Got a deal for you.
Let's say there was a new kind of insurance you could buy for your house in Florida.
Let's say it would be the exact opposite of the consumer experience we've had in recent years.
Instead of having to beg and hunt in hopes of finding an insurance company … .
Instead of getting canceled by your insurance company out of the blue, and being kicked into the state's Citizens Property Insurance Co. … .
Heck, they'd be lining up to get your business. Right off the bat, there might be 40-plus reputable insurance companies that would qualify to insure your house.
There's just one little catch:
Their rates would not be regulated by the state. They could charge you whatever they want — arm and a leg, firstborn kid, whatever.
That's the trade-off. We'd get new choices. In return, the insurance companies would set their own rates, pretty much the same way that Publix prices its own groceries.
This is not a hypothetical proposal. The Florida Legislature, which is in a full-scale deregulatin' mood this year, is well on the way to creating this new insurance.
It might turn out to be one of the most significant ideas of this year's session. If you're tracking it, the measures are Senate Bill 2036 and House Bill 1171, both of which are moving merrily along.
There are still minimum safeguards. To sell these new policies, a company would have to have a sizable surplus — no fly-by-nights need apply. The Legislature estimates that only 44 companies would qualify. They'd still be subject to regulations on fraud, deception and so forth.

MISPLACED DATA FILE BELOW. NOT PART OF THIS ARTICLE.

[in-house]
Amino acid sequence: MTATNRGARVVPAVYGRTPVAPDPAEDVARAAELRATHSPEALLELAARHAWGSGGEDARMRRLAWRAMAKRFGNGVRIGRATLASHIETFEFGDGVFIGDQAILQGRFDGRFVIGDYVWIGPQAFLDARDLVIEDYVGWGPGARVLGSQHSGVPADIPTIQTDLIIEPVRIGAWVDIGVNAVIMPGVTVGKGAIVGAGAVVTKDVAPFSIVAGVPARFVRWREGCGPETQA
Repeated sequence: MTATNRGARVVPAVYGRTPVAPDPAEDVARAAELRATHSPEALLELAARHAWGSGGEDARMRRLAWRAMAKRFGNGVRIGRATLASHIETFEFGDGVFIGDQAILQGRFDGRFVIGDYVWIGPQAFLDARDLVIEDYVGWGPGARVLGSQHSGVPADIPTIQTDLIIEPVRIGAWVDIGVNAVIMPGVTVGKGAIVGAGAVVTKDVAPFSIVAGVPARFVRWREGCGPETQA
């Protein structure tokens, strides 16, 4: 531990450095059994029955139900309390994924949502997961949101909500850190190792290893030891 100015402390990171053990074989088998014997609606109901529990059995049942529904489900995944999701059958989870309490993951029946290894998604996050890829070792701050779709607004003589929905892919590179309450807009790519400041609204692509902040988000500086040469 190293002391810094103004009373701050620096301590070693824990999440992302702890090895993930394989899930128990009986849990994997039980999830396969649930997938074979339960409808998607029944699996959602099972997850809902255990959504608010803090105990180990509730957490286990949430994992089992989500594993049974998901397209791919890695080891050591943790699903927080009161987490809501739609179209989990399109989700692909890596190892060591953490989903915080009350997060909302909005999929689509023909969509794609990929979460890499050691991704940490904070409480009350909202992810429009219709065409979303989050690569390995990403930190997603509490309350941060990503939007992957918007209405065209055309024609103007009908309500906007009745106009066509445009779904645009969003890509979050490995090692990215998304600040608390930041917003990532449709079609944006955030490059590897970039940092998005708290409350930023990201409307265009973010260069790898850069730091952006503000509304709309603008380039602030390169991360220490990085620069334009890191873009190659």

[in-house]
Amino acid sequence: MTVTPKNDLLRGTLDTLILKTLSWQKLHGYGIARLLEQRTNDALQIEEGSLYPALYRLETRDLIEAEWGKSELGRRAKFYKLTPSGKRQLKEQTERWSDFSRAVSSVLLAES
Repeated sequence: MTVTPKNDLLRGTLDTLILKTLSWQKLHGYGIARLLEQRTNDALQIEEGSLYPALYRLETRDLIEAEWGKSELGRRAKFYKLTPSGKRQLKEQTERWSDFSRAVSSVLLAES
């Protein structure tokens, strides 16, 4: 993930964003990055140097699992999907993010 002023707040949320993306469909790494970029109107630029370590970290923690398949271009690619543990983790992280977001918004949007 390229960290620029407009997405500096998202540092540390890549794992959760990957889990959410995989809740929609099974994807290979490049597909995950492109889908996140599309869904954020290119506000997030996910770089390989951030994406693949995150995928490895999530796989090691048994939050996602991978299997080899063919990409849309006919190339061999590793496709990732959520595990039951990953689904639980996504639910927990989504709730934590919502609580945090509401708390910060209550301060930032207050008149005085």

To buy one of these policies, customers would have to sign a statement in big type saying that they know exactly what they were doing. The statement would say, in part:
THE RATE FOR THIS POLICY IS NOT REGULATED BY THE FLORIDA OFFICE OF INSURANCE REGULATION AND MAY BE HIGHER THAN THE RATE APPROVED BY THAT OFFICE.
I kind of like this. I like it because it calls the insurance industry's bluff and says, "Okay, now you can charge what you want — come insure us like you said you would."
I've been saying for years that there are only two ways for Florida to improve its insurance mess — either deregulate rates, or have the state take over the entire hurricane insurance risk.
This is a strong step in the free-market direction. For that reason, some folks won't like it. But the beauty of this bill is that nobody has to change. Folks can stick with Citizens or their old, regulated private company.
There is one troubling side issue in the House version of the bill that should be fixed.
The House bill not only creates unregulated policies, but also exempts them from any future assessments that the rest of Florida's policy-holders would pay in the event of a big hurricane.
In other words, the House bill would create two classes of Floridians: a privileged class that could afford to "buy its way out" of paying for Florida's future hurricanes, and those still in the old system who would get stuck.
Me, I would strike that part of the House bill, pass the "clean" Senate version, sweet-talk the governor into not vetoing it (which might be a challenge), make it the law of Florida, and see if it does any good. Heck, it can't hurt.